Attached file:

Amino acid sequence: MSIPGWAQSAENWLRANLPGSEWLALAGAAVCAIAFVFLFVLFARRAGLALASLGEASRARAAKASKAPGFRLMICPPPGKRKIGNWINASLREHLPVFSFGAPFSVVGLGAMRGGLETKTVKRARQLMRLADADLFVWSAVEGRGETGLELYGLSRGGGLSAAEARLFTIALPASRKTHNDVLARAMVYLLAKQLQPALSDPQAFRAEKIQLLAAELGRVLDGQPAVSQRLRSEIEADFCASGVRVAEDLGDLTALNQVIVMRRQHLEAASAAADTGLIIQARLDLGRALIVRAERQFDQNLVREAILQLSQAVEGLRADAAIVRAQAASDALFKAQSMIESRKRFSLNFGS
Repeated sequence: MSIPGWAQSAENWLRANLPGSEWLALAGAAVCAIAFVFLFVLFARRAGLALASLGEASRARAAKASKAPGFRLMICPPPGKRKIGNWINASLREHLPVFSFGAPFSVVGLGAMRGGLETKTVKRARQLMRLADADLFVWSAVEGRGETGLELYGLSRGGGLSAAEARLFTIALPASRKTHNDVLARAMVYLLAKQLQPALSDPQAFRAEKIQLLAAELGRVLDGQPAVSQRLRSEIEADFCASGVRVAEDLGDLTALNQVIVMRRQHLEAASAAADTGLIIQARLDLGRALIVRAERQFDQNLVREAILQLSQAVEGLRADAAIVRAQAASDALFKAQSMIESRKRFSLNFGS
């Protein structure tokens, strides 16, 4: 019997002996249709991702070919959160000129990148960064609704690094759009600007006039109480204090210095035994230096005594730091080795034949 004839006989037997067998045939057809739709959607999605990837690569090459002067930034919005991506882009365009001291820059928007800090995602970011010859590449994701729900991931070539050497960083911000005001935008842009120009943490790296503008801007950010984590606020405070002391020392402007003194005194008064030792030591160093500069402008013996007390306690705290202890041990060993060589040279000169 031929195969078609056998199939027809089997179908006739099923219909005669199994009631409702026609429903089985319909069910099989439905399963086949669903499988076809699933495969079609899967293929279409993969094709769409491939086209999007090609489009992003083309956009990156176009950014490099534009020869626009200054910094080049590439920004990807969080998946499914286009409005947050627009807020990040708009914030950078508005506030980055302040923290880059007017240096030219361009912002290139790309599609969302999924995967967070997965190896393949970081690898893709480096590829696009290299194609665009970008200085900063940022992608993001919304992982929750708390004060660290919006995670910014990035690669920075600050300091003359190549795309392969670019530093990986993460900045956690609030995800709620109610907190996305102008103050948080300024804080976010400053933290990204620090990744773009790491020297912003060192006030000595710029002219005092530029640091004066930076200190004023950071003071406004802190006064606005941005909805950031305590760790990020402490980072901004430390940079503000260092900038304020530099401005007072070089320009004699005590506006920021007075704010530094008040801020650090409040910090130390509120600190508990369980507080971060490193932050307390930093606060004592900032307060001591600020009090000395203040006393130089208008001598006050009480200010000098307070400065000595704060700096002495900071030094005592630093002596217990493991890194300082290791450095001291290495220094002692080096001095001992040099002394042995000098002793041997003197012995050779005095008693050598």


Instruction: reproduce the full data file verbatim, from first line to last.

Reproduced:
Amino acid sequence: MSIPGWAQSAENWLRANLPGSEWLALAGAAVCAIAFVFLFVLFARRAGLALASLGEASRARAAKASKAPGFRLMICPPPGKRKIGNWINASLREHLPVFSFGAPFSVVGLGAMRGGLETKTVKRARQLMRLADADLFVWSAVEGRGETGLELYGLSRGGGLSAAEARLFTIALPASRKTHNDVLARAMVYLLAKQLQPALSDPQAFRAEKIQLLAAELGRVLDGQPAVSQRLRSEIEADFCASGVRVAEDLGDLTALNQVIVMRRQHLEAASAAADTGLIIQARLDLGRALIVRAERQFDQNLVREAILQLSQAVEGLRADAAIVRAQAASDALFKAQSMIESRKRFSLNFGS
Repeated sequence: MSIPGWAQSAENWLRANLPGSEWLALAGAAVCAIAFVFLFVLFARRAGLALASLGEASRARAAKASKAPGFRLMICPPPGKRKIGNWINASLREHLPVFSFGAPFSVVGLGAMRGGLETKTVKRARQLMRLADADLFVWSAVEGRGETGLELYGLSRGGGLSAAEARLFTIALPASRKTHNDVLARAMVYLLAKQLQPALSDPQAFRAEKIQLLAAELGRVLDGQPAVSQRLRSEIEADFCASGVRVAEDLGDLTALNQVIVMRRQHLEAASAAADTGLIIQARLDLGRALIVRAERQFDQNLVREAILQLSQAVEGLRADAAIVRAQAASDALFKAQSMIESRKRFSLNFGS
């Protein structure tokens, strides 16, 4: 019997002996249709991702070919959160000129990148960064609704690094759009600007006039109480204090210095035994230096005594730091080795034949 004839006989037997067998045939057809739709959607999605990837690569090459002067930034919005991506882009365009001291820059928007800090995602970011010859590449994701729900991931070539050497960083911000005001935008842009120009943490790296503008801007950010984590606020405070002391020392402007003194005194008064030792030591160093500069402008013996007390306690705290202890041990060993060589040279000169 031929195969078609056998199939027809089997179908006739099923219909005669199994009631409702026609429903089985319909069910099989439905399963086949669903499988076809699933495969079609899967293929279409993969094709769409491939086209999007090609489009992003083309956009990156176009950014490099534009020869626009200054910094080049590439920004990807969080998946499914286009409005947050627009807020990040708009914030950078508005506030980055302040923290880059007017240096030219361009912002290139790309599609969302999924995967967070997965190896393949970081690898893709480096590829696009290299194609665009970008200085900063940022992608993001919304992982929750708390004060660290919006995670910014990035690669920075600050300091003359190549795309392969670019530093990986993460900045956690609030995800709620109610907190996305102008103050948080300024804080976010400053933290990204620090990744773009790491020297912003060192006030000595710029002219005092530029640091004066930076200190004023950071003071406004802190006064606005941005909805950031305590760790990020402490980072901004430390940079503000260092900038304020530099401005007072070089320009004699005590506006920021007075704010530094008040801020650090409040910090130390509120600190508990369980507080971060490193932050307390930093606060004592900032307060001591600020009090000395203040006393130089208008001598006050009480200010000098307070400065000595704060700096002495900071030094005592630093002596217990493991890194300082290791450095001291290495220094002692080096001095001992040099002394042995000098002793041997003197012995050779005095008693050598």